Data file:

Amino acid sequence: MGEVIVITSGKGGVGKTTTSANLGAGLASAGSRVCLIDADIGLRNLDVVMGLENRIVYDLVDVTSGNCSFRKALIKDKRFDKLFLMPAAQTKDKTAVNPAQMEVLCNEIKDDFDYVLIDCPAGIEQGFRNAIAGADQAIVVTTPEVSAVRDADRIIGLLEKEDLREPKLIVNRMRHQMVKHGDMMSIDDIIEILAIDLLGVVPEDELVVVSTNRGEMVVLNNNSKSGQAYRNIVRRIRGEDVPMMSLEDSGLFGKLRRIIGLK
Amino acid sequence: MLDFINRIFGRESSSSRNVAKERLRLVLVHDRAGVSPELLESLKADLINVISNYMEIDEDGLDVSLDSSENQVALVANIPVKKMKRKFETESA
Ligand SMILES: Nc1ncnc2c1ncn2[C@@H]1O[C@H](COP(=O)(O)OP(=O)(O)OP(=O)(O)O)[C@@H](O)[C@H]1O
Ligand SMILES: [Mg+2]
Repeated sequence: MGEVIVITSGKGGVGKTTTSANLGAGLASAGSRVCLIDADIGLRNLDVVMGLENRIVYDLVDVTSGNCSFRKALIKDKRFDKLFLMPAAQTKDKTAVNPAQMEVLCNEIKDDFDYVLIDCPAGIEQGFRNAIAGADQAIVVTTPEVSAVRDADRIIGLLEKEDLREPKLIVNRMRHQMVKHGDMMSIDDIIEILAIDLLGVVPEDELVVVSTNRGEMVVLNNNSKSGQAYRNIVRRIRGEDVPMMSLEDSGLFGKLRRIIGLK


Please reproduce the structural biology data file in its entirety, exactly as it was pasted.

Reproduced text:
Amino acid sequence: MGEVIVITSGKGGVGKTTTSANLGAGLASAGSRVCLIDADIGLRNLDVVMGLENRIVYDLVDVTSGNCSFRKALIKDKRFDKLFLMPAAQTKDKTAVNPAQMEVLCNEIKDDFDYVLIDCPAGIEQGFRNAIAGADQAIVVTTPEVSAVRDADRIIGLLEKEDLREPKLIVNRMRHQMVKHGDMMSIDDIIEILAIDLLGVVPEDELVVVSTNRGEMVVLNNNSKSGQAYRNIVRRIRGEDVPMMSLEDSGLFGKLRRIIGLK
Amino acid sequence: MLDFINRIFGRESSSSRNVAKERLRLVLVHDRAGVSPELLESLKADLINVISNYMEIDEDGLDVSLDSSENQVALVANIPVKKMKRKFETESA
Ligand SMILES: Nc1ncnc2c1ncn2[C@@H]1O[C@H](COP(=O)(O)OP(=O)(O)OP(=O)(O)O)[C@@H](O)[C@H]1O
Ligand SMILES: [Mg+2]
Repeated sequence: MGEVIVITSGKGGVGKTTTSANLGAGLASAGSRVCLIDADIGLRNLDVVMGLENRIVYDLVDVTSGNCSFRKALIKDKRFDKLFLMPAAQTKDKTAVNPAQMEVLCNEIKDDFDYVLIDCPAGIEQGFRNAIAGADQAIVVTTPEVSAVRDADRIIGLLEKEDLREPKLIVNRMRHQMVKHGDMMSIDDIIEILAIDLLGVVPEDELVVVSTNRGEMVVLNNNSKSGQAYRNIVRRIRGEDVPMMSLEDSGLFGKLRRIIGLK